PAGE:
Published online by Cambridge University Press: 01 October 2009
Who can doubt that we do deceive ourselves? Yet who can explain coherently and explicitly how we do so?
Recent philosophical attempts at such explanation have centred around the assumption that, in essence, the self-deceiver is one who has got himself to believe what he (still) does not believe. So soon as the matter is put thus starkly we are faced with deep paradox, and a good deal of the recent philosophical discussion has been directed toward trying to save the concept while dissolving the paradox.
In the following, I propose a quite different approach to the analysis of self-deception, one which does not centre on the coexistence of inconsistent beliefs, and indeed does not centre on the understanding of self-deception in terms of belief at all. In consequence, the paradox inherent in the ‘two-belief’ approach does not arise, nor does any other paradox.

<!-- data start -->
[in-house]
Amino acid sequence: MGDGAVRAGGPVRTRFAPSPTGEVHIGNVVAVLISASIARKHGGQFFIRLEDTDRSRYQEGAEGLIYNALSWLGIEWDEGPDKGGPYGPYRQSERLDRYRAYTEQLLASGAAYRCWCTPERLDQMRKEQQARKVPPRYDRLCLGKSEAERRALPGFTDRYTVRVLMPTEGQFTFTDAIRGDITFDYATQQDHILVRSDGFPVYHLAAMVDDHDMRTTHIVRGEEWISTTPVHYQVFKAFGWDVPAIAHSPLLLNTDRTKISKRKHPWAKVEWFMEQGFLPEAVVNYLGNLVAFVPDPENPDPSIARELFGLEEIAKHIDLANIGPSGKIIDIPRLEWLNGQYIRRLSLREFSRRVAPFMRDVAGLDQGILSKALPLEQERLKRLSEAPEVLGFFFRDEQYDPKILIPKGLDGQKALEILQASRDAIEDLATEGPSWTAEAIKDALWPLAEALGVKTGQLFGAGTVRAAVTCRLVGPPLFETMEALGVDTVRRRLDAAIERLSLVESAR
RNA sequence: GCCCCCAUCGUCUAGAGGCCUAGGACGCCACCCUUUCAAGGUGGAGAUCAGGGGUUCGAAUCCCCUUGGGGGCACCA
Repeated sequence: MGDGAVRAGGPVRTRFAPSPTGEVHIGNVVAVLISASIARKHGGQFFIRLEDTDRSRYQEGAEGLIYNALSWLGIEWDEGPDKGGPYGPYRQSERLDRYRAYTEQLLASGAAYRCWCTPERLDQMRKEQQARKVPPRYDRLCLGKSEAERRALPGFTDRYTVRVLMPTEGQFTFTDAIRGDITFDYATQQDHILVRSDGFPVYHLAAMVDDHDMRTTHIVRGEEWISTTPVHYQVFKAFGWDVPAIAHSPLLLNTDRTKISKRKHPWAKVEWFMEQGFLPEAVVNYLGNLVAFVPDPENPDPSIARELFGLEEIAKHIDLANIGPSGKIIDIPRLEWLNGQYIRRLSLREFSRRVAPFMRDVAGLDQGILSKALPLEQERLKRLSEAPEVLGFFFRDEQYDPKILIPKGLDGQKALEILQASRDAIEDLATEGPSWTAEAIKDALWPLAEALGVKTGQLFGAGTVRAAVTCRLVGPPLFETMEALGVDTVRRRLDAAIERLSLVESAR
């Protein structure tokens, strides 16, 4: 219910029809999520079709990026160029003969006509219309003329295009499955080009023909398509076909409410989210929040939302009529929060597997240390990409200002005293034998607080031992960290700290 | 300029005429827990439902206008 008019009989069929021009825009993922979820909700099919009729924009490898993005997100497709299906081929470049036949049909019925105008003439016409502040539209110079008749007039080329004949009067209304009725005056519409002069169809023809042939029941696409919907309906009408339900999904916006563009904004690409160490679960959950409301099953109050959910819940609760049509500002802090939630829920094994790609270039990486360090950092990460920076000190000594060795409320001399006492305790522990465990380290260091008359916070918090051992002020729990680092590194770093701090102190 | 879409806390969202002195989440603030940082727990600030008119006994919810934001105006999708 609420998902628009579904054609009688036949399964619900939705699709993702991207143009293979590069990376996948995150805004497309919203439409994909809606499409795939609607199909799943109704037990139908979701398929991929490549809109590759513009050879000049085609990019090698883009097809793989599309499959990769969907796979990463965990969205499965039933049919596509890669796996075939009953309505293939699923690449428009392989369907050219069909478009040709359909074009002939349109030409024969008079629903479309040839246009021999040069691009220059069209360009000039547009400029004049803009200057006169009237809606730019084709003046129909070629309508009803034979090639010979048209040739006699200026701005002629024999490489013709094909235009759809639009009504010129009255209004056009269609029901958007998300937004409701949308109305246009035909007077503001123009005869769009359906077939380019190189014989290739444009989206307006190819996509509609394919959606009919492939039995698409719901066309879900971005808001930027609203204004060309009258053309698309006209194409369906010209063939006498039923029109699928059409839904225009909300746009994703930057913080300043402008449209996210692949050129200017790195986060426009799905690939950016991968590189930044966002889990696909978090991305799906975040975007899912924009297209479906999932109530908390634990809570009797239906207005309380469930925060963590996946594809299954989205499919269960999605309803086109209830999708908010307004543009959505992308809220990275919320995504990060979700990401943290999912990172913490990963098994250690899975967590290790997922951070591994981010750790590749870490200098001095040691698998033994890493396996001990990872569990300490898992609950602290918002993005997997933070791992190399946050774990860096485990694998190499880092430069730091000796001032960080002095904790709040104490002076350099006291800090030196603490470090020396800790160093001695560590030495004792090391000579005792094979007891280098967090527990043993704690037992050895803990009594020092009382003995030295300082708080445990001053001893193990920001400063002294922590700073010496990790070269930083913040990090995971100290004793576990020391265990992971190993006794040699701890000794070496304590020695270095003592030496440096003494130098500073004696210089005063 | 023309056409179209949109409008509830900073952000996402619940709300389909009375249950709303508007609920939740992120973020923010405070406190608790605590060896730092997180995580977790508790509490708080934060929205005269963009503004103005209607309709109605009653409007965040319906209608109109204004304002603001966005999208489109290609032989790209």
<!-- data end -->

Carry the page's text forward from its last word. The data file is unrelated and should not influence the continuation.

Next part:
The analysis of self-deception which I present here is set beside certain of Freud's doctrines. Setting my own account alongside Freud's work is appropriate inasmuch as his doctrine on defence and the unconscious constitutes the most elaborately worked out, the most extensively applied contemporary doctrine touching self-deception. The juxtaposition of these ways of talking about self-deception results, as I see it, in helping to identify and resolve a central incompleteness in Freud's doctrine, an incompleteness whose centrality Freud himself had just come to appreciate at the very end of his life.